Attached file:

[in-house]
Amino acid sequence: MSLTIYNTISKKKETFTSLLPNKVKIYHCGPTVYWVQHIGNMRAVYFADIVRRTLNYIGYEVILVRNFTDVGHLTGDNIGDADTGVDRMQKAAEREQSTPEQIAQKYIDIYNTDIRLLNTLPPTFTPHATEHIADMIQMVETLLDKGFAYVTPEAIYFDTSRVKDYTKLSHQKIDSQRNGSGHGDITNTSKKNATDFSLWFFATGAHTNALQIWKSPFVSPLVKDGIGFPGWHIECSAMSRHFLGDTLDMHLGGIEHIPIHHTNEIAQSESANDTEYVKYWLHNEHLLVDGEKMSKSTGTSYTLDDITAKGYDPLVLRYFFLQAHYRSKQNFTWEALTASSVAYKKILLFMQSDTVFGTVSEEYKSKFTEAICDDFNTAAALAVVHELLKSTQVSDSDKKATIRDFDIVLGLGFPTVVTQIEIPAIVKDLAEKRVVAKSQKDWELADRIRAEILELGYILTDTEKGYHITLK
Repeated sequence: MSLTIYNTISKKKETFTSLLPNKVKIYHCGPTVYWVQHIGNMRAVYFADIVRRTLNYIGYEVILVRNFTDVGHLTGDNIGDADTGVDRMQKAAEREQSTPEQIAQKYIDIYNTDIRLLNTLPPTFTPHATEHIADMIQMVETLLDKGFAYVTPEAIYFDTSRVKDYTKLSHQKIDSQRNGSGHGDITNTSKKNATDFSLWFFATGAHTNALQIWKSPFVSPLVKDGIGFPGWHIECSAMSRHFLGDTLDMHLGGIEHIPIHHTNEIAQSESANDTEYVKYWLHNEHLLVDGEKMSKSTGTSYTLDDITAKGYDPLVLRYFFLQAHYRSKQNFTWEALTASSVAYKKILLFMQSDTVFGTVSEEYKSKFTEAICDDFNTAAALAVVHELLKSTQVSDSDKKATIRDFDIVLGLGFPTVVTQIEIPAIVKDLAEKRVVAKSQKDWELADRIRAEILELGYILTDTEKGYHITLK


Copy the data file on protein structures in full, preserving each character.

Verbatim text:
[in-house]
Amino acid sequence: MSLTIYNTISKKKETFTSLLPNKVKIYHCGPTVYWVQHIGNMRAVYFADIVRRTLNYIGYEVILVRNFTDVGHLTGDNIGDADTGVDRMQKAAEREQSTPEQIAQKYIDIYNTDIRLLNTLPPTFTPHATEHIADMIQMVETLLDKGFAYVTPEAIYFDTSRVKDYTKLSHQKIDSQRNGSGHGDITNTSKKNATDFSLWFFATGAHTNALQIWKSPFVSPLVKDGIGFPGWHIECSAMSRHFLGDTLDMHLGGIEHIPIHHTNEIAQSESANDTEYVKYWLHNEHLLVDGEKMSKSTGTSYTLDDITAKGYDPLVLRYFFLQAHYRSKQNFTWEALTASSVAYKKILLFMQSDTVFGTVSEEYKSKFTEAICDDFNTAAALAVVHELLKSTQVSDSDKKATIRDFDIVLGLGFPTVVTQIEIPAIVKDLAEKRVVAKSQKDWELADRIRAEILELGYILTDTEKGYHITLK
Repeated sequence: MSLTIYNTISKKKETFTSLLPNKVKIYHCGPTVYWVQHIGNMRAVYFADIVRRTLNYIGYEVILVRNFTDVGHLTGDNIGDADTGVDRMQKAAEREQSTPEQIAQKYIDIYNTDIRLLNTLPPTFTPHATEHIADMIQMVETLLDKGFAYVTPEAIYFDTSRVKDYTKLSHQKIDSQRNGSGHGDITNTSKKNATDFSLWFFATGAHTNALQIWKSPFVSPLVKDGIGFPGWHIECSAMSRHFLGDTLDMHLGGIEHIPIHHTNEIAQSESANDTEYVKYWLHNEHLLVDGEKMSKSTGTSYTLDDITAKGYDPLVLRYFFLQAHYRSKQNFTWEALTASSVAYKKILLFMQSDTVFGTVSEEYKSKFTEAICDDFNTAAALAVVHELLKSTQVSDSDKKATIRDFDIVLGLGFPTVVTQIEIPAIVKDLAEKRVVAKSQKDWELADRIRAEILELGYILTDTEKGYHITLK